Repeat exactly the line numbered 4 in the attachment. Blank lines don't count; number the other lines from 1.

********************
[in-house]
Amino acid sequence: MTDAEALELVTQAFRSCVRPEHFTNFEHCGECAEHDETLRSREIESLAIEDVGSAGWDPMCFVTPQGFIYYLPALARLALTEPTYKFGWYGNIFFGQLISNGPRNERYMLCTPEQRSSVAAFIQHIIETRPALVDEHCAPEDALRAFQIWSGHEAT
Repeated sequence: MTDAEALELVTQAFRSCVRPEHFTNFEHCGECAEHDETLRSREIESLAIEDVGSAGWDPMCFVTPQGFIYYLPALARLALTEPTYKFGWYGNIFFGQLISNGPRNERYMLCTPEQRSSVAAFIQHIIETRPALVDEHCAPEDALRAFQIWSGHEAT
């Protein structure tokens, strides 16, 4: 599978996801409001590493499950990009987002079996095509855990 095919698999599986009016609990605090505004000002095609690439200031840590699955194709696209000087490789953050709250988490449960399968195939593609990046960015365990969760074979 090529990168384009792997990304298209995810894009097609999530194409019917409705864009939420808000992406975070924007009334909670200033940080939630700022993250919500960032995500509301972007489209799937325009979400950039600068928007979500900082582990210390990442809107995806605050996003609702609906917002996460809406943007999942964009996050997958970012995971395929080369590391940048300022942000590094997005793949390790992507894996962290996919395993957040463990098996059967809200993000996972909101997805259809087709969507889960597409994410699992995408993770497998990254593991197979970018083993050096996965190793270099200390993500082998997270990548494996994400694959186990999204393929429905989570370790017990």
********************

């Protein structure tokens, strides 16, 4: 599978996801409001590493499950990009987002079996095509855990 095919698999599986009016609990605090505004000002095609690439200031840590699955194709696209000087490789953050709250988490449960399968195939593609990046960015365990969760074979 090529990168384009792997990304298209995810894009097609999530194409019917409705864009939420808000992406975070924007009334909670200033940080939630700022993250919500960032995500509301972007489209799937325009979400950039600068928007979500900082582990210390990442809107995806605050996003609702609906917002996460809406943007999942964009996050997958970012995971395929080369590391940048300022942000590094997005793949390790992507894996962290996919395993957040463990098996059967809200993000996972909101997805259809087709969507889960597409994410699992995408993770497998990254593991197979970018083993050096996965190793270099200390993500082998997270990548494996994400694959186990999204393929429905989570370790017990």